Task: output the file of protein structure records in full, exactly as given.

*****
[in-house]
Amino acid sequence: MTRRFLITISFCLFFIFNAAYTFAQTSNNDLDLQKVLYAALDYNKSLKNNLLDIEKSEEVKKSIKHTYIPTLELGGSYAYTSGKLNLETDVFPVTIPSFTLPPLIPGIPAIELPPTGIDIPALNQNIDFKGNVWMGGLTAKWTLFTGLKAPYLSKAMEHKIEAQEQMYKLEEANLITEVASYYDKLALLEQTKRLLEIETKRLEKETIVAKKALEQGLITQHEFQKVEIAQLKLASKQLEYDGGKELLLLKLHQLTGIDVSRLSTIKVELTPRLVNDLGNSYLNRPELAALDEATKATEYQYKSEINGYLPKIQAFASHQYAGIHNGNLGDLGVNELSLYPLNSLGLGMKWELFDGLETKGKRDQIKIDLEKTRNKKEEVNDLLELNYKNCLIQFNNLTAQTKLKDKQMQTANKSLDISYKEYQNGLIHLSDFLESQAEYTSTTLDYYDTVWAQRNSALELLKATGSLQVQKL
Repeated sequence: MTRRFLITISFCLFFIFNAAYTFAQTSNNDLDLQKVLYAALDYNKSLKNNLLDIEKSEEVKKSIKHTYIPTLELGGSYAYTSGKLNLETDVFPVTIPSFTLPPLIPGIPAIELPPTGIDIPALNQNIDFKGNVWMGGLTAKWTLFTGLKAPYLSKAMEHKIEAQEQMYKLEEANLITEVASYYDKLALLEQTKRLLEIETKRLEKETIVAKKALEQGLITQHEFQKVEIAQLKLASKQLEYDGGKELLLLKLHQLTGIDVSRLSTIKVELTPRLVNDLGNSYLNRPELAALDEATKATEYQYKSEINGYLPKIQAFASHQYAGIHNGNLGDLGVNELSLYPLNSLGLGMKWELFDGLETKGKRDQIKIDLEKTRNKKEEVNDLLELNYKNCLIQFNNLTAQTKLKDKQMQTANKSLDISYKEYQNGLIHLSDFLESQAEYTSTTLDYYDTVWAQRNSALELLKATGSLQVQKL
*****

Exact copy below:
[in-house]
Amino acid sequence: MTRRFLITISFCLFFIFNAAYTFAQTSNNDLDLQKVLYAALDYNKSLKNNLLDIEKSEEVKKSIKHTYIPTLELGGSYAYTSGKLNLETDVFPVTIPSFTLPPLIPGIPAIELPPTGIDIPALNQNIDFKGNVWMGGLTAKWTLFTGLKAPYLSKAMEHKIEAQEQMYKLEEANLITEVASYYDKLALLEQTKRLLEIETKRLEKETIVAKKALEQGLITQHEFQKVEIAQLKLASKQLEYDGGKELLLLKLHQLTGIDVSRLSTIKVELTPRLVNDLGNSYLNRPELAALDEATKATEYQYKSEINGYLPKIQAFASHQYAGIHNGNLGDLGVNELSLYPLNSLGLGMKWELFDGLETKGKRDQIKIDLEKTRNKKEEVNDLLELNYKNCLIQFNNLTAQTKLKDKQMQTANKSLDISYKEYQNGLIHLSDFLESQAEYTSTTLDYYDTVWAQRNSALELLKATGSLQVQKL
Repeated sequence: MTRRFLITISFCLFFIFNAAYTFAQTSNNDLDLQKVLYAALDYNKSLKNNLLDIEKSEEVKKSIKHTYIPTLELGGSYAYTSGKLNLETDVFPVTIPSFTLPPLIPGIPAIELPPTGIDIPALNQNIDFKGNVWMGGLTAKWTLFTGLKAPYLSKAMEHKIEAQEQMYKLEEANLITEVASYYDKLALLEQTKRLLEIETKRLEKETIVAKKALEQGLITQHEFQKVEIAQLKLASKQLEYDGGKELLLLKLHQLTGIDVSRLSTIKVELTPRLVNDLGNSYLNRPELAALDEATKATEYQYKSEINGYLPKIQAFASHQYAGIHNGNLGDLGVNELSLYPLNSLGLGMKWELFDGLETKGKRDQIKIDLEKTRNKKEEVNDLLELNYKNCLIQFNNLTAQTKLKDKQMQTANKSLDISYKEYQNGLIHLSDFLESQAEYTSTTLDYYDTVWAQRNSALELLKATGSLQVQKL